(photo credit: Courtesy)
NEW YORK - The drug telaprevir (Incivek) provides a
dramatic improvement in the treatment of the most common form of
hepatitis C infection, says an international team of investigators led
by Dr. Ira M. Jacobson of NewYork-Presbyterian Hospital/Weill Cornell
Their study, published an edition of the
New England Journal of Medicine, led to approval of the agent for
patient use by the US Food and Drug Administration on May 23.
of the ADVANCE trial showed that telaprevir combined with standard
therapy (pegylated-interferon and ribavirin) cured the virus in 75
percent of patients treated compared with 44 percent of patients who
received standard therapy alone.
Furthermore, of the nearly 60
percent of telaprevir-treated patients who had undetectable viral levels
at weeks 4 and 12 of treatment, and who were eligible by the terms of
the study to receive 24 weeks of total treatment -- half the time
required for standard treatment -- approximately 90 percent were cured.
represents a "quantum leap forward into a new era of hepatitis C
therapy," says Dr. Jacobson, chief of the Division of Gastroenterology
and Hepatology and the Vincent Astor Distinguished Professor of Medicine
at NewYork-Presbyterian Hospital/Weill Cornell Medical Center. "This
agent directly targets the virus and, together with the also recently
introduced protease inhibitor boceprevir, is the first of a coming wave
of new treatments that will help the medical community eradicate
hepatitis C infection in a majority of patients."
More than 3
million people in the United States have chronic hepatitis C virus (HCV)
infection. The infection, which is usually transmitted by blood,
settles in the liver, which mounts a chronic immune response in an
attempt to clear it. This persistent inflammation can lead to liver
damage, cirrhosis or failure of the organ. Treatment to eradicate the
virus often fails, leaving patients with few options other than a liver
Dr. Jacobson considers the approval of telaprevir to
be a major breakthrough in the more than two-decade search for more
effective HCV treatment. He was part of the first multicenter study of
interferon therapy that stimulates the body's defenses against HCV, and
he was also involved in studies that established that the addition of
ribavirin to pegylated-interferon was beneficial as well as the initial
studies demonstrating the effectiveness of interferon itself. In 1999,
he helped create the Center for the Study of Hepatitis C and serves as
the Center's medical director. A joint program of The Rockefeller
University and NewYork-Presbyterian/Weill Cornell, the Center is a
comprehensive, multidisciplinary center dedicated to the study of HCV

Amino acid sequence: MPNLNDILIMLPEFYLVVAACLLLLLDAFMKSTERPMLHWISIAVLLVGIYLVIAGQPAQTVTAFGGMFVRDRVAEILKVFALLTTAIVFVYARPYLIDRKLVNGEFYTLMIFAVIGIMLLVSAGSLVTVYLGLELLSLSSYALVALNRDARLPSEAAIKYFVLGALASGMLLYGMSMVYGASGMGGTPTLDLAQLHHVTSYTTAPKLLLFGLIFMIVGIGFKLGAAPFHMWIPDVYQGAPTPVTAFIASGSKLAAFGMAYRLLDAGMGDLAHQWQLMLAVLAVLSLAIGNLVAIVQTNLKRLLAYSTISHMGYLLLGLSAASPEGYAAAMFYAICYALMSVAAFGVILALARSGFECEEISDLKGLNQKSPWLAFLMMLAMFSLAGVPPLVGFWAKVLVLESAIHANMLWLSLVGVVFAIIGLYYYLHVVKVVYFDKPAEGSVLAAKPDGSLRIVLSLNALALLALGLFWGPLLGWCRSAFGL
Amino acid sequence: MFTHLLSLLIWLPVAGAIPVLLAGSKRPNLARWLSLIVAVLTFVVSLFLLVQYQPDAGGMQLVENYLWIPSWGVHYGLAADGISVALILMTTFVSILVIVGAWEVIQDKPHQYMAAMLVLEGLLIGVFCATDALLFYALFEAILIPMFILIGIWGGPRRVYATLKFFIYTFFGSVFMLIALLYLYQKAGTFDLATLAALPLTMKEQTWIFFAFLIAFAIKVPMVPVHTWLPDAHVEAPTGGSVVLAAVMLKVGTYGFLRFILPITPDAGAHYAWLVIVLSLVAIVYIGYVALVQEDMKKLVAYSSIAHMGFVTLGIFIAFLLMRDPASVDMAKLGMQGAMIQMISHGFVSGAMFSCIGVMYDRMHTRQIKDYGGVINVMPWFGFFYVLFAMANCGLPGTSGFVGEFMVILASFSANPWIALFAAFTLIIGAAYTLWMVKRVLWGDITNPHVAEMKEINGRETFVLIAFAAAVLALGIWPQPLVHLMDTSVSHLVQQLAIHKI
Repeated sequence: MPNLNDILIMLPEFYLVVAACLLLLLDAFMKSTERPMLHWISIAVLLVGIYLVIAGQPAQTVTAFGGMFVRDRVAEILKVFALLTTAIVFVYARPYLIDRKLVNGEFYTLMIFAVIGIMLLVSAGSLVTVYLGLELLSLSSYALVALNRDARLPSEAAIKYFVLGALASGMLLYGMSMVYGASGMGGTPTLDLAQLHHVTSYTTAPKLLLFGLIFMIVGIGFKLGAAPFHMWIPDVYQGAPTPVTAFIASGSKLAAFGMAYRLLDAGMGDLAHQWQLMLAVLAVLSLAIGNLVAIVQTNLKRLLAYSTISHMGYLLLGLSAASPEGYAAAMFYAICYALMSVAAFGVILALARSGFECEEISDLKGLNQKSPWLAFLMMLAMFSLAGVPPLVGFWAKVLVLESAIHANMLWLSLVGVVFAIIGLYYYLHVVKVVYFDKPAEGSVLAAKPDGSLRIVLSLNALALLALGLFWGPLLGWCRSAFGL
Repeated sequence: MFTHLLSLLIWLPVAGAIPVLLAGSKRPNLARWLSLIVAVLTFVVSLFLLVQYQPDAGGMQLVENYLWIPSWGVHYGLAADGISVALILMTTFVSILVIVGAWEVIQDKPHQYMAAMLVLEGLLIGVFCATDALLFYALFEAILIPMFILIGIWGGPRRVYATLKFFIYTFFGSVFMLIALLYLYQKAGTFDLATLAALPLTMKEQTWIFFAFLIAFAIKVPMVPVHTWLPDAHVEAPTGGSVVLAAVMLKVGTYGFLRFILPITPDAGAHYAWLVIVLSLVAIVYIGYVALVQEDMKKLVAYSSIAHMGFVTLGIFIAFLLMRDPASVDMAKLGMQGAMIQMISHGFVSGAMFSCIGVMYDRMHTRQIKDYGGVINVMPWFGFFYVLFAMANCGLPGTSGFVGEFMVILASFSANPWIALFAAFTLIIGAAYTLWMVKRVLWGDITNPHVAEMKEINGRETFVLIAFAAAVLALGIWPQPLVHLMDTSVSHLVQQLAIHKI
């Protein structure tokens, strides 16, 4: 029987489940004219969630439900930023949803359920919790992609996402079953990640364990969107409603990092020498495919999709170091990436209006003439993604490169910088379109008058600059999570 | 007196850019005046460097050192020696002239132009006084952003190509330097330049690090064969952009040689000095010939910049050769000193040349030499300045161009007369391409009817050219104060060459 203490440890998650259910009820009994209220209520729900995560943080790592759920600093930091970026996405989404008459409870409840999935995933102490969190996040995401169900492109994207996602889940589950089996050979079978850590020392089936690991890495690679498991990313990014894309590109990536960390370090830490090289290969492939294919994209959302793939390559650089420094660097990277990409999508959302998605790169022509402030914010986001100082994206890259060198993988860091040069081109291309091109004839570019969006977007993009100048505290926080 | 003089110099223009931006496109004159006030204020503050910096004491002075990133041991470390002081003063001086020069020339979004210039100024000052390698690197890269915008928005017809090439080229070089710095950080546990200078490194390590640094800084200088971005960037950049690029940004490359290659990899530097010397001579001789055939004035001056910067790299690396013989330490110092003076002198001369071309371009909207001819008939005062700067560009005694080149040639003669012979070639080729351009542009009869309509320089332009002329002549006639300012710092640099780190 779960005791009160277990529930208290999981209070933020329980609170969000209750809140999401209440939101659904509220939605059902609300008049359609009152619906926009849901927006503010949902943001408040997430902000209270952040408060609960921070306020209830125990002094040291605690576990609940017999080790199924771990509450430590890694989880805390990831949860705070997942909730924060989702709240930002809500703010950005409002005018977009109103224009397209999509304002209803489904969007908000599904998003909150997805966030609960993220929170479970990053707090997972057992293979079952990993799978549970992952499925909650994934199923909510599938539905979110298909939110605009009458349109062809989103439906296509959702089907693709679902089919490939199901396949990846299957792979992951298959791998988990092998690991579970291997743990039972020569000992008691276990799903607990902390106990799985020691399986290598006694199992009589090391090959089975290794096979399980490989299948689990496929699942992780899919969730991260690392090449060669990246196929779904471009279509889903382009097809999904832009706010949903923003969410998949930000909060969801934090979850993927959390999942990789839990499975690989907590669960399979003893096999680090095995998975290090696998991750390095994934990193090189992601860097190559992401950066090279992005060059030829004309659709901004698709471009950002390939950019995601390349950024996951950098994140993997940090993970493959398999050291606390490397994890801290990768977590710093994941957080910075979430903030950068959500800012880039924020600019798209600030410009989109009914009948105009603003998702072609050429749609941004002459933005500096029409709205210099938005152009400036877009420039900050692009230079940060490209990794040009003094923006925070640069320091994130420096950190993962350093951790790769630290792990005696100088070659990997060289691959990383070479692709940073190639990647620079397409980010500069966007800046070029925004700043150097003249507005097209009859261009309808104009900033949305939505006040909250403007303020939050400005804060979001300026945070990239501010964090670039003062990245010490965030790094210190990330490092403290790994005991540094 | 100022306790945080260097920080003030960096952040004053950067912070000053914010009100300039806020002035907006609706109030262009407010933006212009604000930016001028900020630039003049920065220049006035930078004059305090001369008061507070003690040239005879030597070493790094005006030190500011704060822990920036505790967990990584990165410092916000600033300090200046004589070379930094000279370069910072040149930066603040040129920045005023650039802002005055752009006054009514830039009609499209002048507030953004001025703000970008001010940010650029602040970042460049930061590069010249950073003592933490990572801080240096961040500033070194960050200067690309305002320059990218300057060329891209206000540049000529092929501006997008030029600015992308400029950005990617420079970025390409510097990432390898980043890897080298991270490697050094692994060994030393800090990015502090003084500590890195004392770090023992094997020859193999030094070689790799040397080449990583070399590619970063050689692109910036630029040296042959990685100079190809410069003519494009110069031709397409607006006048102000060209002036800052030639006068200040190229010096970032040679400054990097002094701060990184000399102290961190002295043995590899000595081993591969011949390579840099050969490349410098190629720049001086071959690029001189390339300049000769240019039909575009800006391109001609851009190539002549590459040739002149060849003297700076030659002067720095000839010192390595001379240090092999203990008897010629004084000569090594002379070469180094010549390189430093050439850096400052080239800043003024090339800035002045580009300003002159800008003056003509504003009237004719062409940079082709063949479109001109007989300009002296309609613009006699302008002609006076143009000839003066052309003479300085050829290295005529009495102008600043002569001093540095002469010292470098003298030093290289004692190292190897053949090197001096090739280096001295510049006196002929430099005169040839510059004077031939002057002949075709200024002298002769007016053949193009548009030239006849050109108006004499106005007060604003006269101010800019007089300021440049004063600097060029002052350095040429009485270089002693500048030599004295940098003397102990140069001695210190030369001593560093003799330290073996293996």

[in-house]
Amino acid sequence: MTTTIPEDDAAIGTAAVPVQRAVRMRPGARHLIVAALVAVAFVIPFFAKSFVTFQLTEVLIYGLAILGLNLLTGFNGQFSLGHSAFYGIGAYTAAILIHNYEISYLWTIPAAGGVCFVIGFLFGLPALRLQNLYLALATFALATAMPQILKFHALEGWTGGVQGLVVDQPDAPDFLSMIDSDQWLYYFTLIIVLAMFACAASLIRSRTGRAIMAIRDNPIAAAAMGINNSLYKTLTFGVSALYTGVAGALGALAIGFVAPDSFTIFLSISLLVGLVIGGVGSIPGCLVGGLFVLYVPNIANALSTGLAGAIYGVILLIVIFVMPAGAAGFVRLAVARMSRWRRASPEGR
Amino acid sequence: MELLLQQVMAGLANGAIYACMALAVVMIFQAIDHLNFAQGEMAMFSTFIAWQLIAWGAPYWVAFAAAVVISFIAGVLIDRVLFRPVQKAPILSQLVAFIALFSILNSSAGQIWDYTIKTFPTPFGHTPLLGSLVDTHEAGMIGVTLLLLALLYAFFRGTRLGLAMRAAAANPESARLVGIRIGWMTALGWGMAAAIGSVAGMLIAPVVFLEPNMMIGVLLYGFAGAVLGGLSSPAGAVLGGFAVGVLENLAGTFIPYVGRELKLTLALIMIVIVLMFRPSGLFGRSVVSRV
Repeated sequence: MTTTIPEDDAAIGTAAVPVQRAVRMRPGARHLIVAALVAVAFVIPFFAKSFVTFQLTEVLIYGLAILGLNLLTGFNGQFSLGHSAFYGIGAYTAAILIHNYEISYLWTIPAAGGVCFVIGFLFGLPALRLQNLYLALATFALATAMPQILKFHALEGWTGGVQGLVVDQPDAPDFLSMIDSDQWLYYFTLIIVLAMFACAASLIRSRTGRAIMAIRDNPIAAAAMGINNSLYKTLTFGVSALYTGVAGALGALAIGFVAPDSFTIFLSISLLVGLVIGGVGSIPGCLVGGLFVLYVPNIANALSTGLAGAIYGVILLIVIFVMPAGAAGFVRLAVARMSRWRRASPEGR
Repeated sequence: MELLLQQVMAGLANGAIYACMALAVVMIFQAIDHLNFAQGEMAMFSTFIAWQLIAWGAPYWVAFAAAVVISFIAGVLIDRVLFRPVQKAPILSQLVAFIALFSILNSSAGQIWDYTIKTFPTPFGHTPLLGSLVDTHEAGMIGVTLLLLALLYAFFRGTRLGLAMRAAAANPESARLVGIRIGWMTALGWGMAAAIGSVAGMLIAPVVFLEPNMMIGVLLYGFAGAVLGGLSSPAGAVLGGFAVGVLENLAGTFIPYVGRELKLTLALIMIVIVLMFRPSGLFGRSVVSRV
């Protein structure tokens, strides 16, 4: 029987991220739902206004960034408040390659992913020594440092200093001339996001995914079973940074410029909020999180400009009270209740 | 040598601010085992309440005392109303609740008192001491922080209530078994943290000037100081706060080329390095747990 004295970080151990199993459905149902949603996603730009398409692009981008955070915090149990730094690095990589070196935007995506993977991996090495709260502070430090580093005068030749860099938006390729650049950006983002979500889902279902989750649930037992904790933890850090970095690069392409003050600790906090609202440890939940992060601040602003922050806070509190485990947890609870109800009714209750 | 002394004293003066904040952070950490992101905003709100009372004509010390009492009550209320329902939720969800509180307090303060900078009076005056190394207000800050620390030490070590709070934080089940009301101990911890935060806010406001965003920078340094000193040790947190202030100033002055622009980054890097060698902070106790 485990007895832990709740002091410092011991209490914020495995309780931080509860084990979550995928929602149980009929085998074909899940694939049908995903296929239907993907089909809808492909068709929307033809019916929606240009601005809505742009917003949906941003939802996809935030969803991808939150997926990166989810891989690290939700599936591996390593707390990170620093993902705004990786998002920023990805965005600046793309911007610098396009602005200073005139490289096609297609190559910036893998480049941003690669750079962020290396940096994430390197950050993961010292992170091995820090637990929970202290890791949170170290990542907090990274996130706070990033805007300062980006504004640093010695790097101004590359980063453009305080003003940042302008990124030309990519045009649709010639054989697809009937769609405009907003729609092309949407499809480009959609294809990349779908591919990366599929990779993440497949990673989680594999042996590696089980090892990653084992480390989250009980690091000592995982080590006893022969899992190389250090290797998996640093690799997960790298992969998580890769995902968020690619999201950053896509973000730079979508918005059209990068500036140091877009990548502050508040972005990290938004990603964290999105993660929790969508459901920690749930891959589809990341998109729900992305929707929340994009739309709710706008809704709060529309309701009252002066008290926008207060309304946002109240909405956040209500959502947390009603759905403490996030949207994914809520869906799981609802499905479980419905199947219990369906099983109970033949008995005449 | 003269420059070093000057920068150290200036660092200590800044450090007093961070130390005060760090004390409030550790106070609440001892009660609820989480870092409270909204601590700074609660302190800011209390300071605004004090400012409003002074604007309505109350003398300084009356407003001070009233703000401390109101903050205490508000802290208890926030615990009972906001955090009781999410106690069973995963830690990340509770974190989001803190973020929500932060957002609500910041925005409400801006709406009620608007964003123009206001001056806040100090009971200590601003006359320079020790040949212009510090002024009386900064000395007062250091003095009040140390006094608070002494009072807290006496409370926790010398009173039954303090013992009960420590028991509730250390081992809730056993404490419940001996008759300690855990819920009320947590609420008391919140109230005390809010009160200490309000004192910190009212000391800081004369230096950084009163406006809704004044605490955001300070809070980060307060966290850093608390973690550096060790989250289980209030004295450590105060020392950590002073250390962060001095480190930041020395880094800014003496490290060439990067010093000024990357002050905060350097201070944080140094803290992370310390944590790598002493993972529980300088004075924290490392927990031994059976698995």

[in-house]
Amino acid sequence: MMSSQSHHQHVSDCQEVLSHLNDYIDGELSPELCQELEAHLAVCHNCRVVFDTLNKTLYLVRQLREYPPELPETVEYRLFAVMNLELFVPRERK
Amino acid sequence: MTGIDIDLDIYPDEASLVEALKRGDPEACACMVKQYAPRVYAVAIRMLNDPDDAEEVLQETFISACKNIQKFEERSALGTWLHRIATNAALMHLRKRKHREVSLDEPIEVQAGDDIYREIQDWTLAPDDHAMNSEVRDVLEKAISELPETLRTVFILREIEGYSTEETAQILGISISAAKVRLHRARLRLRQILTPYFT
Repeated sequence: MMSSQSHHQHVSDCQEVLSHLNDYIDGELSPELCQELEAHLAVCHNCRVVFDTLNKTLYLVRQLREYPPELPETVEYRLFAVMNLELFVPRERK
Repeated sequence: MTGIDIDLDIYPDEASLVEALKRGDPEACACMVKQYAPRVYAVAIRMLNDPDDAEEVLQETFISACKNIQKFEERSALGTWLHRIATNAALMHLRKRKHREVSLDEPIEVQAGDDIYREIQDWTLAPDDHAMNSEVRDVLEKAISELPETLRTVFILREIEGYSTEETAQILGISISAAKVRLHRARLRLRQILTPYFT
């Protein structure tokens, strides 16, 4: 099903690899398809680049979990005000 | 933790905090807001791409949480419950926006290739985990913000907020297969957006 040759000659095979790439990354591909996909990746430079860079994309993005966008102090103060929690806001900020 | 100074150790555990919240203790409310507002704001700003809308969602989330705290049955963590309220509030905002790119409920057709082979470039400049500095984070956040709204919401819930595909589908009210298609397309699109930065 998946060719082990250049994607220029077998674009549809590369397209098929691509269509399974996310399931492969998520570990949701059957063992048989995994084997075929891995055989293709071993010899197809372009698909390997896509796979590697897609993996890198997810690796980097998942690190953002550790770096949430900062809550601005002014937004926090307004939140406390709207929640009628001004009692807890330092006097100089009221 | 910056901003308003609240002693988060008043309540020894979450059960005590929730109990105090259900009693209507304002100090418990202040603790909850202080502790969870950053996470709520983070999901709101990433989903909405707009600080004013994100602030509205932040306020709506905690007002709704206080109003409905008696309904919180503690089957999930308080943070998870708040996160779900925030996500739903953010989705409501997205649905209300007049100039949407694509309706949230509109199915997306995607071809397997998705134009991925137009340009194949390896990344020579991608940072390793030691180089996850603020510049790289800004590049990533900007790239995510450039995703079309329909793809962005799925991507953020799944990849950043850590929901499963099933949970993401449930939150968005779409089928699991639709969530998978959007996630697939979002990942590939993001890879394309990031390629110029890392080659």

and liver disease.
Telaprevir is similar in concept to drugs used
to treat HIV. It is a protease inhibitor that shuts down the enzyme
that processes the protein product of the viral genome after HCV infects
human cells. The drug is effective against HCV genotype 1, which is
responsible for nearly three-fourths of all hepatitis C infections in
the United States and is also the predominant genotype in Europe, Japan
In the ADVANCE clinical trial of which Dr.
Jacobson served as principal investigator, 1,088 untreated patients
diagnosed with HCV genotype 1 were assigned to one of three treatment
arms: Standard therapy for 48 weeks, or telaprevir combined with
standard therapy for 8 or for 12 weeks, followed by standard therapy
alone for a total treatment duration of either 24 or 48 weeks. The
researchers found that sustained virologic response occurred in
significantly more patients receiving 12 weeks (75 percent) or 8 weeks
(69 percent) of telaprevir than with standard therapy alone (44
percent). (Note: The drug's package insert reflects higher SVR rates of
79 percent, 72 percent, and 46 percent, respectively, arising from
revised analyses). In all, 58 percent of telaprevir-treated patients
received 24 weeks of total treatment.
There were substantial
benefits of telaprevir in subgroups of patients who do not generally
respond well to standard therapy, Dr. Jacobson says. For example, 62
percent of participating African-American patients achieved a viral cure
with the telaprevir-based regimen, compared with 25 percent of
African-Americans treated with standard therapy. In addition, 62 percent
of patients with advanced liver cirrhosis achieved a viral cure with
telaprevir compared with 33 percent of similar patients on standard
therapy. "We have closed the gap in cure in these populations," he says.
results confirm the findings of the US Phase 2 PROVE1 study, which
was co-authored by Dr. Jacobson, and the European PROVE2 study; both
studies were published April 30, 2009, in the New England Journal of
Dr. Jacobson notes that telaprevir use does add to the
side effects of standard therapy, but the marked increment of efficacy
outweighs these side effects, adding that the risk-benefit ratio is very
favorable for telaprevir.
"Telaprevir is not the end of the
story. There are many exciting drugs being evaluated," he says. "Our
most cherished goal is to cure HCV in all patients with a cocktail of
fast-acting and well-tolerated drugs that have direct action against the
virus or, in some cases, may target factors in the host that contribute
to HCV replication or its consequent liver disease. Many lives will be
Telaprevir was developed by Vertex Pharmaceuticals
Incorporated in collaboration with Tibotec Pharmaceuticals and
Mitsubishi Tanabe Pharma. Vertex provided funding for the study. Dr.
Jacobson has received consulting fees and/or grant support from Vertex,
Roche (maker of peginterferon and ribavirin) and Schering-Plough (maker
of peginterferon and ribavirin).This article was first published by NewYork-Presbyterian Hospital/Weill Cornell Medical Center/Weill Cornell Medical College.